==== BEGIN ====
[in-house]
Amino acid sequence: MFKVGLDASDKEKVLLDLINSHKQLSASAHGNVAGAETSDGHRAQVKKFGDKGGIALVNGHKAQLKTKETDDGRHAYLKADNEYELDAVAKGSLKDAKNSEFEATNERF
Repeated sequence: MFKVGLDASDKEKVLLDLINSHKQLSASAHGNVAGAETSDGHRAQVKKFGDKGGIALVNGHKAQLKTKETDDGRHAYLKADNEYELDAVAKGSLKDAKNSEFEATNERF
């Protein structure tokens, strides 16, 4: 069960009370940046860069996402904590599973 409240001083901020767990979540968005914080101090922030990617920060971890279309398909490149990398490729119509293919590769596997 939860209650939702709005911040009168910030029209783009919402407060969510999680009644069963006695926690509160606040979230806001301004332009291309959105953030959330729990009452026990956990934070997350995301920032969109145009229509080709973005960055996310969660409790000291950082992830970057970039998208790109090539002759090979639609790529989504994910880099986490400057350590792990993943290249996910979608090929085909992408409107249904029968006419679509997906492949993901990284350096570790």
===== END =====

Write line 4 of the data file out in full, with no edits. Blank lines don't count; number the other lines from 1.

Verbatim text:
């Protein structure tokens, strides 16, 4: 069960009370940046860069996402904590599973 409240001083901020767990979540968005914080101090922030990617920060971890279309398909490149990398490729119509293919590769596997 939860209650939702709005911040009168910030029209783009919402407060969510999680009644069963006695926690509160606040979230806001301004332009291309959105953030959330729990009452026990956990934070997350995301920032969109145009229509080709973005960055996310969660409790000291950082992830970057970039998208790109090539002759090979639609790529989504994910880099986490400057350590792990993943290249996910979608090929085909992408409107249904029968006419679509997906492949993901990284350096570790």